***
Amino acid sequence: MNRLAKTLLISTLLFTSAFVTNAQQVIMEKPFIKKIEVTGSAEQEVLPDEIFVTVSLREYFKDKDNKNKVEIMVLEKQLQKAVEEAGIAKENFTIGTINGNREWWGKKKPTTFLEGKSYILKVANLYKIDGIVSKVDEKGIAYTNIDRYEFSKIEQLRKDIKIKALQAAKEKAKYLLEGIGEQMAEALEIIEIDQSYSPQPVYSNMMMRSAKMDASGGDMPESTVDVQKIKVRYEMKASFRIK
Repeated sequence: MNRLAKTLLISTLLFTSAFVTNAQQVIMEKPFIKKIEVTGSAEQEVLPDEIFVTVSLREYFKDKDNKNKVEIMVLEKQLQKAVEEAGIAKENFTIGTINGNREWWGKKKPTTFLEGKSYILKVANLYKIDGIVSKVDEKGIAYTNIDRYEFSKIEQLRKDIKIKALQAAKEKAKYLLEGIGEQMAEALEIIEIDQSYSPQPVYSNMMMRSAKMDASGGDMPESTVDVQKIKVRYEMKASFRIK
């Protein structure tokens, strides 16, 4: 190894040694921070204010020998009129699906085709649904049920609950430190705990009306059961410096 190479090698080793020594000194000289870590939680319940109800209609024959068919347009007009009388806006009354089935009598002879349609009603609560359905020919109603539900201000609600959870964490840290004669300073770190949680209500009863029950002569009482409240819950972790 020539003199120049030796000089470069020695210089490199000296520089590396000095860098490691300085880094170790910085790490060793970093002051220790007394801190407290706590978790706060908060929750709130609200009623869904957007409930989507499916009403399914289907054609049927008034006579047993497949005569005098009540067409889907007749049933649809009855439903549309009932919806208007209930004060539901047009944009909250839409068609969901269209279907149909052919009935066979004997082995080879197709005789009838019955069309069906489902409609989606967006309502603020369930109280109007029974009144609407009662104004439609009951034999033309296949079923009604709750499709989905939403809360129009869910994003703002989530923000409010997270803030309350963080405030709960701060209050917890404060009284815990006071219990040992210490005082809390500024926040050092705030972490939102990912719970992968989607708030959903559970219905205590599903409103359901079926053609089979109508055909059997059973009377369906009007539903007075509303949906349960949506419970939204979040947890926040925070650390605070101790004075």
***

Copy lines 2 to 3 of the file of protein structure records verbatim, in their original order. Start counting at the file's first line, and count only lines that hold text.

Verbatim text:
Repeated sequence: MNRLAKTLLISTLLFTSAFVTNAQQVIMEKPFIKKIEVTGSAEQEVLPDEIFVTVSLREYFKDKDNKNKVEIMVLEKQLQKAVEEAGIAKENFTIGTINGNREWWGKKKPTTFLEGKSYILKVANLYKIDGIVSKVDEKGIAYTNIDRYEFSKIEQLRKDIKIKALQAAKEKAKYLLEGIGEQMAEALEIIEIDQSYSPQPVYSNMMMRSAKMDASGGDMPESTVDVQKIKVRYEMKASFRIK
């Protein structure tokens, strides 16, 4: 190894040694921070204010020998009129699906085709649904049920609950430190705990009306059961410096 190479090698080793020594000194000289870590939680319940109800209609024959068919347009007009009388806006009354089935009598002879349609009603609560359905020919109603539900201000609600959870964490840290004669300073770190949680209500009863029950002569009482409240819950972790 020539003199120049030796000089470069020695210089490199000296520089590396000095860098490691300085880094170790910085790490060793970093002051220790007394801190407290706590978790706060908060929750709130609200009623869904957007409930989507499916009403399914289907054609049927008034006579047993497949005569005098009540067409889907007749049933649809009855439903549309009932919806208007209930004060539901047009944009909250839409068609969901269209279907149909052919009935066979004997082995080879197709005789009838019955069309069906489902409609989606967006309502603020369930109280109007029974009144609407009662104004439609009951034999033309296949079923009604709750499709989905939403809360129009869910994003703002989530923000409010997270803030309350963080405030709960701060209050917890404060009284815990006071219990040992210490005082809390500024926040050092705030972490939102990912719970992968989607708030959903559970219905205590599903409103359901079926053609089979109508055909059997059973009377369906009007539903007075509303949906349960949506419970939204979040947890926040925070650390605070101790004075």